In an interview with The Washington Post last month, Trump laid out his rationale for keeping US troops in the country in a way that made clear the impetus to remain wasn't his.

"We're there because virtually every expert that I have and speak to say if we don't go there, they're going to be fighting over here," he said.

Nearly two decades in, a "stalemate"

More than a year after Trump announced his administration's new strategy for achieving success in Afghanistan and the wider region, the situation remains decidedly mixed, with the conflict at a "stalemate."

Though the casualty rate for US troops is far lower than it was earlier in the war, Americans are still losing their lives 17 years after it began. While the Taliban is unable to take major cities or towns, the Afghan security forces, despite receiving US support, are still unable to put an end to the insurgency.

US troops have continued to suffer casualties this year, even though they are largely serving in a supporting role, with local Afghan forces doing most of the fighting.

Afghan President Ashraf Ghani recently announced that about 29,000 Afghan soldiers and police had been killed or wounded since 2015. US casualties during that same period declined sharply as American soldiers largely shifted away from direct combat.

"We used the term stalemate a year ago, and, relatively speaking, it has not changed much," Gen. Joseph Dunford, the Chairman of the Joint Chiefs of Staff, told a conference in Halifax last month.

News about the Afghanistan plan comes a day after Trump ordered the "full" and "rapid" withdrawal of US troops from Syria, declaring the US has defeated ISIS in Syria.

The decision, a sharp reversal from previously stated US policy, surprised foreign allies and US lawmakers, sparking angry rebukes, rebuttals and warnings of intensified congressional oversight even as the White House said troops are already on their way home.

"We have defeated ISIS in Syria, my only reason for being there during the Trump Presidency," Trump tweeted Wednesday morning.

Planning for that pullout is already underway, a US defense and an administration official told CNN.

Mississippi Coronavirus Cases

Data is updated nightly.

Confirmed Cases: 27900

Reported Deaths: 1082
CountyConfirmedDeaths
Hinds215239
DeSoto137316
Madison122234
Jones106949
Neshoba96069
Lauderdale88278
Rankin84112
Forrest81442
Scott75015
Harrison7448
Copiah56615
Leake54819
Jackson53316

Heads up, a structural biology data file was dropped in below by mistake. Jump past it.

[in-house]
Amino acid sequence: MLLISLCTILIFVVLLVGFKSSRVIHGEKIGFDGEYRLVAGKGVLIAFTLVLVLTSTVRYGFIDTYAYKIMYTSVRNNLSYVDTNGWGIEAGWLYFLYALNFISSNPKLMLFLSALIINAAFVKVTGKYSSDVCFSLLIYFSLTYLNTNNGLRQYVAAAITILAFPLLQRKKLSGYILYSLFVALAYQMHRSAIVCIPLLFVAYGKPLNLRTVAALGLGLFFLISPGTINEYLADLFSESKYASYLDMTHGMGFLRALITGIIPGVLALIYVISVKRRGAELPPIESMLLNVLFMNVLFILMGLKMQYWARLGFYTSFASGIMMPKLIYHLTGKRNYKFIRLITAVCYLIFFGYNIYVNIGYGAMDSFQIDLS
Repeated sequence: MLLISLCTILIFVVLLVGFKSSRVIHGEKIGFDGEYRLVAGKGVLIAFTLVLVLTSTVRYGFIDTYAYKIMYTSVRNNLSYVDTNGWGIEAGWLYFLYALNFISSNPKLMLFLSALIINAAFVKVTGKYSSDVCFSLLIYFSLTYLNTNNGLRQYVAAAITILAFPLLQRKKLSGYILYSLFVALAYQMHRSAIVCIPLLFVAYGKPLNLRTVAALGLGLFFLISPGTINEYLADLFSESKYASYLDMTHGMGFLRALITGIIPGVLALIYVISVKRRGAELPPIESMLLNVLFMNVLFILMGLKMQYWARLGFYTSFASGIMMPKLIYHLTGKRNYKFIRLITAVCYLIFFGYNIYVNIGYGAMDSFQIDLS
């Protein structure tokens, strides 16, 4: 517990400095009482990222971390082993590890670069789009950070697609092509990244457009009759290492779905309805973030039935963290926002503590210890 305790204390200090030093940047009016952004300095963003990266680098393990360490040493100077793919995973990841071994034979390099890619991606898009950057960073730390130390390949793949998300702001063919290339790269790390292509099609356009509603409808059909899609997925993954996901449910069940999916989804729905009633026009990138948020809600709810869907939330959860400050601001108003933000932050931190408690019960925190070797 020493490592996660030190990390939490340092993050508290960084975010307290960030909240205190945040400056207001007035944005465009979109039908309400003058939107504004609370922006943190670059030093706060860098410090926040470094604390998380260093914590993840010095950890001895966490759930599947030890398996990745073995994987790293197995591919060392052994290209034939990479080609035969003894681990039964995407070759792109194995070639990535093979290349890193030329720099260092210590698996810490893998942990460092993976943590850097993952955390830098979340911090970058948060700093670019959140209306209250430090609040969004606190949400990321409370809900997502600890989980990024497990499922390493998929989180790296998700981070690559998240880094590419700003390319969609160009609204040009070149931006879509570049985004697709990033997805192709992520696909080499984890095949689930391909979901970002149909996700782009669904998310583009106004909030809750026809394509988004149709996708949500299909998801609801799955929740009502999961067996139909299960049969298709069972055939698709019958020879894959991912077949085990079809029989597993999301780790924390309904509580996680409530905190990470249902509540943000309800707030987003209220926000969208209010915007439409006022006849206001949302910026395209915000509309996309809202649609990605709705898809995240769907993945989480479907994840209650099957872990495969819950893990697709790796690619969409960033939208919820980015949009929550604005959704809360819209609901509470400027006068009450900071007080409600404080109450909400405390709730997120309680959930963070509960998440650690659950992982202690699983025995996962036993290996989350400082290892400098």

Holmes52741
Wayne52112
Washington4969
Lee49316
Oktibbeha48624
Yazoo4736
Leflore47249
Lowndes45311
Warren44317
Lincoln43534
Lamar4197
Grenada3805
Monroe36729
Pike36712
Attala35223
Lafayette3524
Newton3289
Sunflower3066
Covington3025
Bolivar27713
Panola2706
Adams26718
Chickasaw25918
Tate2577
Jasper2506
Marion24811
Pontotoc2476
Noxubee2458
Pearl River24432
Winston2435
Clay24210
Claiborne23610
Simpson2303
Smith20611
Clarke20124
Marshall2013
Coahoma1866
Kemper17614
Union1759
Walthall1724
Yalobusha1617
Carroll16011
Lawrence1591
Itawamba1278
Calhoun1244
Humphreys1239
Tippah12311
Webster12310
Montgomery1222
Hancock12013
Jefferson Davis1064
Tallahatchie1043
Prentiss983
Greene927
Jefferson923
Wilkinson919
Tunica893
Amite822
George743
Choctaw714
Quitman680
Tishomingo681
Perry614
Alcorn561
Stone521
Franklin382
Benton270
Sharkey240
Issaquena71
Unassigned00

Alabama Coronavirus Cases

Confirmed Cases: 39604

Reported Deaths: 961
CountyConfirmedDeaths
Jefferson4387142
Montgomery383999
Mobile3697134
Tuscaloosa204938
Marshall153710
Lee118937
Shelby108223
Madison10577
Morgan9813
Walker86723
Franklin85213
Dallas8198
Elmore81314
Baldwin6869
Etowah62513
Butler60427
DeKalb6025
Chambers58127
Tallapoosa56369
Autauga54511
Unassigned52025
Russell4840
Lowndes45820
Lauderdale4446
Houston4344
Limestone4090
Cullman4003
Pike3995
Colbert3685
Bullock3629
Coffee3532
Barbour3231
Covington3087
St. Clair3042
Hale29321
Marengo28611
Wilcox2808
Sumter27612
Calhoun2705
Talladega2677
Clarke2665
Escambia2636
Dale2440
Jackson2382
Winston2333
Blount2141
Chilton2112
Pickens2116
Marion20312
Monroe1972
Choctaw19212
Conecuh1804
Bibb1711
Macon1708
Randolph1709
Greene1667
Perry1451
Henry1303
Crenshaw1233
Lawrence1010
Washington1007
Cherokee747
Lamar711
Fayette671
Geneva670
Clay582
Coosa551
Cleburne291
Out of AL00
Tupelo
Clear
74° wxIcon
Hi: 92° Lo: 73°
Feels Like: 74°
Columbus
Broken Clouds
72° wxIcon
Hi: 93° Lo: 73°
Feels Like: 72°
Oxford
Broken Clouds
70° wxIcon
Hi: 90° Lo: 71°
Feels Like: 70°
Starkville
Clear
70° wxIcon
Hi: 90° Lo: 69°
Feels Like: 70°
WTVA Radar
WTVA Temperatures
WTVA Severe Weather